Языки Африки: опыт построения лексикостатистической классификации. Том III: Нило-сахарские языки.
«Languages of Africa: an attempt at a lexicostatistical classification» has been planned as a multi-volume monograph that aims at a complete, step-by-step re-evaluation of current hypotheses on the genetic classification of most of the languages, currently or until recently spoken on the African continent. The relevance of this task goes far beyond
the current needs and issues of historical linguistics. in recent decades, significant progress has been achieved in recreating the human prehistory of Africa through important discoveries and systematizations in the fields of anthropology, archaeology, and population genetics, allowing for a thorough reassessment of earlier conceptions and beliefs on the subject. At the same time, the general «standard model» for the overall classification of Africaʼs languages, introduced by Joseph Greenberg more than half a century ago, still continues to
serve as the default scheme of reference for linguists and non-linguists alike — not so much due to any exceptional robustness, inherent in the principles and methods according to which it was originally constructed,
but rather due to a complete lack of a well-grounded alternative. Despite a plethora of new high-quality linguistic material that has been accumulated over the past fifty years, and despite the fact that Greenbergʼs methodology of «multilateral comparison» has been harshly criticized over the same period, leading more and more specialists
in the field to doubt or even completely reject most of his «macrofamily» groupings, it remains obvious that, as long as no constructive challenge is presented, Greenbergʼs «quadripartite» scheme, according to which the absolute majority of Africaʼs languages falls into one of the four macrofamilies (Khoisan, Nilo-Saharan, Niger-Kordofanian, or Afro-Asiatic), will remain in active usage — for technical and pragmatic reasons, if nothing else.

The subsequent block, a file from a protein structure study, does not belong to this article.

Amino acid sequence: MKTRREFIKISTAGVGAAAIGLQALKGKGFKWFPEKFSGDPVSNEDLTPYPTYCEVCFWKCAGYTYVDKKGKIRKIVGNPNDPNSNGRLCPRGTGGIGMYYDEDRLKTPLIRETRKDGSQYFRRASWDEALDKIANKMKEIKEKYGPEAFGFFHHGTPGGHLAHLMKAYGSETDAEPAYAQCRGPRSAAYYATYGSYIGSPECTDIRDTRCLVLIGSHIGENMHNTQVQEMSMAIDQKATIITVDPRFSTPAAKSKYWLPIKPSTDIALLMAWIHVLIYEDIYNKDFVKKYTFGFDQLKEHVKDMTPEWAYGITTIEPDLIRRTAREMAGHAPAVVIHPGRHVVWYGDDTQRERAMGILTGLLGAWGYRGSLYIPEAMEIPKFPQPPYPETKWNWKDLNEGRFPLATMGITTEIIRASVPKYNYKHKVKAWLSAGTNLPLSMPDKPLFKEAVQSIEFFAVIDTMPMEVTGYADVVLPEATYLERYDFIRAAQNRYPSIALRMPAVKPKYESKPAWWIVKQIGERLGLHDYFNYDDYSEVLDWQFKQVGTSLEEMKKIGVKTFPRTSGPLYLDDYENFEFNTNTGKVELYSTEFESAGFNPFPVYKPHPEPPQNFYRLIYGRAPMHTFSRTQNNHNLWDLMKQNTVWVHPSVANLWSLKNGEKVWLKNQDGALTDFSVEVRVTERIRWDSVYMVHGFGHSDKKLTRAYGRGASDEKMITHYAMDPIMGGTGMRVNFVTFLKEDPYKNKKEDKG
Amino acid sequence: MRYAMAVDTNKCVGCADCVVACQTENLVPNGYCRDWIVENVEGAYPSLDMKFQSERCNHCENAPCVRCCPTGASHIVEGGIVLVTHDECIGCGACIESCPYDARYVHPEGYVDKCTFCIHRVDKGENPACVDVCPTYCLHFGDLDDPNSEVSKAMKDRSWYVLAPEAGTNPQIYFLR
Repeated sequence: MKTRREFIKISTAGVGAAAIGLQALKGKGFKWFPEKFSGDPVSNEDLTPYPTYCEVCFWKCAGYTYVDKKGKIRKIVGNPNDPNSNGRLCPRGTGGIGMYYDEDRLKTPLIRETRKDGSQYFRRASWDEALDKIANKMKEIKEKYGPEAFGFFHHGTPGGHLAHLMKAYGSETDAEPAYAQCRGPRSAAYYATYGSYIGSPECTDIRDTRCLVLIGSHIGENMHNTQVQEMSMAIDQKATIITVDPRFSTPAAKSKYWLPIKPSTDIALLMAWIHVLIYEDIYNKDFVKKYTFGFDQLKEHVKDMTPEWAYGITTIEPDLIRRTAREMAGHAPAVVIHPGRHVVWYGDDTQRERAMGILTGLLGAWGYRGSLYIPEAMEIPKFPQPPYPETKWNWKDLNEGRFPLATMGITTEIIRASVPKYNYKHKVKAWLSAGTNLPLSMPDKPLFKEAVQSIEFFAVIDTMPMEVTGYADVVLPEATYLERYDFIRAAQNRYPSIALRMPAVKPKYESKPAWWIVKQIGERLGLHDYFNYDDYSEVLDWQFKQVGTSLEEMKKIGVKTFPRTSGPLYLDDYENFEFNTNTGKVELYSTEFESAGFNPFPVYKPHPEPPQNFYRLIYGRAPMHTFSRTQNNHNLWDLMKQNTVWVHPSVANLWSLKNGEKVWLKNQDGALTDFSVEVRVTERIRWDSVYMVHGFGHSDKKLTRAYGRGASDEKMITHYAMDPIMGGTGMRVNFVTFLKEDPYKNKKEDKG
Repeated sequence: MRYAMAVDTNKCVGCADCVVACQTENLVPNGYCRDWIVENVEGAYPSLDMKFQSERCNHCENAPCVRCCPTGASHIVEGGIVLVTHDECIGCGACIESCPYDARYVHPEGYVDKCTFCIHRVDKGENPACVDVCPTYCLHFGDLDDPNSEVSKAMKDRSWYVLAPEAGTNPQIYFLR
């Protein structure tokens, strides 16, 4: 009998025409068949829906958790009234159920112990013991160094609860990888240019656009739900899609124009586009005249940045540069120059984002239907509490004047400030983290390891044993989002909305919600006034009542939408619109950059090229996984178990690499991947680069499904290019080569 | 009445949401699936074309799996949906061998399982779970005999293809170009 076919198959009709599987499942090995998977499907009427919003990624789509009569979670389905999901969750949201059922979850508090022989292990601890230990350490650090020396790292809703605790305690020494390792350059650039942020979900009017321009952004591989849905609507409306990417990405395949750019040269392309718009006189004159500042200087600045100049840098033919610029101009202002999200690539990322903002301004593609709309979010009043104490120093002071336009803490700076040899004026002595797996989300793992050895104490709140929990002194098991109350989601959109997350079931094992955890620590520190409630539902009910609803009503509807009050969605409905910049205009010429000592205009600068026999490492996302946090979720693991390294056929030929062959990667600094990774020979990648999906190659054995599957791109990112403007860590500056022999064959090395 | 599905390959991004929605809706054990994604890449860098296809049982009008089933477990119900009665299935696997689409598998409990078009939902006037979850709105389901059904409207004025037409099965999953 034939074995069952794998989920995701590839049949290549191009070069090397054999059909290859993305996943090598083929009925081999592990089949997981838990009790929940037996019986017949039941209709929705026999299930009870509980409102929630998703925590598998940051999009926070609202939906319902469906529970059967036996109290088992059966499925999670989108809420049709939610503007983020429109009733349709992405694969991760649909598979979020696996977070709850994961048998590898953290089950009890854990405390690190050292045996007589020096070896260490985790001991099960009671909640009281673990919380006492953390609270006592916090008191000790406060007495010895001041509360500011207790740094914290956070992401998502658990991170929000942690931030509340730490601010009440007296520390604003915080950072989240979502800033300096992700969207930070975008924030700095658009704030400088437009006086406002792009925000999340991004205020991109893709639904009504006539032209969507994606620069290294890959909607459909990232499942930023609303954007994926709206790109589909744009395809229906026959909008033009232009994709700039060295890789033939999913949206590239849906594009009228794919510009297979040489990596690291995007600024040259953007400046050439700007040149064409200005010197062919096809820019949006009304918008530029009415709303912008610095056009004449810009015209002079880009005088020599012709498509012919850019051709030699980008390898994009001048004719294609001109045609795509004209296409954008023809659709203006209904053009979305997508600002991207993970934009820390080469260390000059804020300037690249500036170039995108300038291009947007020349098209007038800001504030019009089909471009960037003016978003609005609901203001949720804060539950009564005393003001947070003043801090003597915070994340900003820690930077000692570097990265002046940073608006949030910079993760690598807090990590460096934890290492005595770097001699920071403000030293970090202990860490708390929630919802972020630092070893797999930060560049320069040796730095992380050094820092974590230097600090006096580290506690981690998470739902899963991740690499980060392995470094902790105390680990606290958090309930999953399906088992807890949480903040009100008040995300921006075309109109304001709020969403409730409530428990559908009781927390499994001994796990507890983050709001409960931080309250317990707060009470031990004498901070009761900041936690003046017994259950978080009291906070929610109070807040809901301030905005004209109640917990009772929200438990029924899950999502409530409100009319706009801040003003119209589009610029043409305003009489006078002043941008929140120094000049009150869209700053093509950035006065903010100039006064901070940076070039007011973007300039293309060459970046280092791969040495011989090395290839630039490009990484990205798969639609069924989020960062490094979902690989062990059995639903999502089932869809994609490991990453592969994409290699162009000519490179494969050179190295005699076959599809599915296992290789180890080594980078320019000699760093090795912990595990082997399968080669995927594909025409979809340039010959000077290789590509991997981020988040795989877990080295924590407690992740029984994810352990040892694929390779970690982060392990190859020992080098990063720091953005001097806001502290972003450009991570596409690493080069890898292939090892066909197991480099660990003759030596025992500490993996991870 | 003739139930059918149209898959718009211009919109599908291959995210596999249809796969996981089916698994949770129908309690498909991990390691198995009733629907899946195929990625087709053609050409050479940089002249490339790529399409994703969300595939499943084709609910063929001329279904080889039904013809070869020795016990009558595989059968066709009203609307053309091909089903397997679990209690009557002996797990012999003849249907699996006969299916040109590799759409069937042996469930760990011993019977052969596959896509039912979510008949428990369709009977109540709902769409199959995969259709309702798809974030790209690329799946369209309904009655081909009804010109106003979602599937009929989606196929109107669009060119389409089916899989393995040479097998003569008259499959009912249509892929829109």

The third volume in this ongoing series, following the same analytical procedure as the previous two, completes the preliminary historical survey, lexicostatistical analysis, and re-classification (as a new work-in-progress reference model) of all the low-level language groups that had earlier been included into Greenbergʼs alleged «Nilo-Saharan»macrofamily. This task, begun in Volume 2 with the analysis of the single largest building block of Nilo-Saharan (the so-called «Eastern Sudanic» family), is now rounded out with the inclusion of all the
other potential constituents of Nilo-Saharan — the large Central Sudanic family (somewhat controversial in itself, since it consists of no less than six distinct members, genetic relations between which have not
yet been explored to common satisfaction); the smaller Saharan, Maba, and Koman families; and such «macro-languages» and language isolates as Berta, Kunama, Gumuz, Fur, and Songhay. The survey also
includes the small Krongo-Kadugli language group, spoken in the Nuba Mountains, and the small language isolate Shabo in Ethiopia, neither of which were included by Greenberg in the original Nilo-
Saharan hypothesis, but both of which came to be regarded by some subsequent researchers as potential members of the macrofamily.